Rev. Samuel Goff, of small-pox, at Farmington Falls, Me., July 29th, 1861, aged 50 years. He was born in Ludlow, Vt., May 5, 1811-educated through his own unaided endeavors, at Burtonsville Academy-and preached his first sermon in Fulton, N. Y., July 2, 1837-settled in Alexander in 1838-was fellowshiped by the Genesee Association in 1839, and ordained in 1840. For nearly 20 years he continued in Western New York, preaching regularly, generally three sermons every Sabbath, and frequently lecturing on week-day evenings in the vicinity of his residence-sometimes on five evenings in the week. He also wrote considerably and acceptably for our periodicals. In 1855, he went to New England, and finally settled as pastor of the Society in Saco and Biddeford, Me., where he remained until 1858, when he removed to Essex, Mass. After about a year he returned to Maine, preached one year in Winthrop, and then removed to Farmington Falls, where be bought a "home" on the banks or the Sandy River, hoping, with his improved health, to abide many years with his family and friends. He had just returned from a visit to New York, when he was attacked with illness, which proved to be small-pox, and terminated in his death. He was married twice, and leaves a wife and two children to mourn their loss of a kind and excellent husband and father.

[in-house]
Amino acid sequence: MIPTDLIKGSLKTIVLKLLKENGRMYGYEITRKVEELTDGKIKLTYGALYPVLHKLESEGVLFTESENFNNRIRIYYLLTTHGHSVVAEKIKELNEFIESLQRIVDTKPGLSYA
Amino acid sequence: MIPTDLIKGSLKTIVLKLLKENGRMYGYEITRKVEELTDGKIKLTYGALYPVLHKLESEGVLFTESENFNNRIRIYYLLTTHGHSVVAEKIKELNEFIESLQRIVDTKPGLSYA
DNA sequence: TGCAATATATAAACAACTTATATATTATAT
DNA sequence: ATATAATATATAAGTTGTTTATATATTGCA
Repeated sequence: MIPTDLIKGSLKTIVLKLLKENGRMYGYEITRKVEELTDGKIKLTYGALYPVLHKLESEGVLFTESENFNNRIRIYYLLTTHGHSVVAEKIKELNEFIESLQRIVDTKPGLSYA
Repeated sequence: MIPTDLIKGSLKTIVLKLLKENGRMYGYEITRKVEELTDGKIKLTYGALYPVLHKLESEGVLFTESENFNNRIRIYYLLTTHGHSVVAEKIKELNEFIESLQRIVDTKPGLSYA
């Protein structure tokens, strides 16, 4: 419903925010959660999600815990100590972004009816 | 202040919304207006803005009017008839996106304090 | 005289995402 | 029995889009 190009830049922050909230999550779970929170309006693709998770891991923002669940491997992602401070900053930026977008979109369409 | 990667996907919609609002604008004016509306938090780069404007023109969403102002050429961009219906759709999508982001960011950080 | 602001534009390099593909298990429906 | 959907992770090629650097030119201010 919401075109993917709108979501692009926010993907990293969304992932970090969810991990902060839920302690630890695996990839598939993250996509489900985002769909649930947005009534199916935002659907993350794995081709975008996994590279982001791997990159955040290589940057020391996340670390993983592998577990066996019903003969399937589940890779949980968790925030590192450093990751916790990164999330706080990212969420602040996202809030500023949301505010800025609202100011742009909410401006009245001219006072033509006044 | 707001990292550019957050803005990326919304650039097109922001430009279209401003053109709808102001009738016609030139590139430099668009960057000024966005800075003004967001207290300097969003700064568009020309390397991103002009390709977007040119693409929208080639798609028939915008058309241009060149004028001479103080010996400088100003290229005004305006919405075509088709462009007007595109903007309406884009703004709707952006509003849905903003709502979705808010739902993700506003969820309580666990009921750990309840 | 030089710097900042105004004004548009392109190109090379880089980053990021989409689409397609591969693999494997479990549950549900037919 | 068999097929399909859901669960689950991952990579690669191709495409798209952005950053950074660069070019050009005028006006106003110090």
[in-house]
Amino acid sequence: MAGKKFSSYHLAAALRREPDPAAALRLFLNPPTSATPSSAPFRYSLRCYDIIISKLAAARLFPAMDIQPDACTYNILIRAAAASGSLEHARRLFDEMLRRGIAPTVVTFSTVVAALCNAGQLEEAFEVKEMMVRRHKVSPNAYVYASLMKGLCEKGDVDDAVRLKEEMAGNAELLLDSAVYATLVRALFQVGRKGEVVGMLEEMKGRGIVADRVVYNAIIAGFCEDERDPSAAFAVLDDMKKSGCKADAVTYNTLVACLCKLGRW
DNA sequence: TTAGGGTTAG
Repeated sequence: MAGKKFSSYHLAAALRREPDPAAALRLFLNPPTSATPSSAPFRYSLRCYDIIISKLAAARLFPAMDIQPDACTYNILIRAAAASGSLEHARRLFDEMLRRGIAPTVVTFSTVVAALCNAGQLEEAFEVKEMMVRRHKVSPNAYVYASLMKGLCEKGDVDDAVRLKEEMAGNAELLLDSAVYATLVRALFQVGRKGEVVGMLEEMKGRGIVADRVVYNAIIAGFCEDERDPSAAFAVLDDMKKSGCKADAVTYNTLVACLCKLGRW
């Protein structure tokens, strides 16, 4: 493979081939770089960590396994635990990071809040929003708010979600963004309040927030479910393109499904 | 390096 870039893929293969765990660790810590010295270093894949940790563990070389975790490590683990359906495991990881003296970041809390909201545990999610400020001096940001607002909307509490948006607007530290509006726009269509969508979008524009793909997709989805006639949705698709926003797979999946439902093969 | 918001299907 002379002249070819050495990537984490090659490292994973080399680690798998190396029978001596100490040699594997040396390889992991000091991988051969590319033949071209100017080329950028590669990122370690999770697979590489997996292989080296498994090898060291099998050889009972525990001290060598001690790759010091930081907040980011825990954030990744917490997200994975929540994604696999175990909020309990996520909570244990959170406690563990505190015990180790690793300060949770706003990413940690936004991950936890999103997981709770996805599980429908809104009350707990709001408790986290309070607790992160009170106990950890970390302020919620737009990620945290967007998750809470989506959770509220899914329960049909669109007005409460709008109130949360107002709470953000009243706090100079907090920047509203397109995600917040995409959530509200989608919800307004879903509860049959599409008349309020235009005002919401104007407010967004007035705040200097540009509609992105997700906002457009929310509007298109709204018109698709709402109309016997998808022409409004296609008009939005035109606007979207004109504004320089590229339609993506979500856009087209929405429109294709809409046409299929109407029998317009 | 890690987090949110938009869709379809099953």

One who knew him in early and in latter years, says-"I have seldom known a purer minded Christian than Br. Goff . . . Uniformly studious, thoughtful, and perfectly correct in deportment, . . . though fond of company, and keenly relishing the innocent pleasures incident to such a gathering of blithe young spirits, be was never known to utter a word, or to countenance an act, not strictly in accordance with either the rules of the school, or the most exact propriety." "Since the renewal of that early acquaintance, I have been much in his society, . . . and I have never been intimate with one possessed, as it seemed to me, of a finer spirit or of a purer heart. Humble, truthful, conscientious and simple in habits and tastes, he has always appeared to me a living exemplification of the Christian spirit." Br. Goff was a good writer and instructive preacher. His voice, which was almost a treble, and rather weak, detracted from his efforts in speaking; but those who looked beyond that, to the matter and the spirit, were pleased with his pulpit efforts. He was too sensitive for the hardships of a minister's career, and probably lacked that robust energy and persistance which are necessary to success. But in him we have lost a good and useful man and preacher-one whose example was a strong proof of the sincerity and purity of his faith in universal salvation from sin.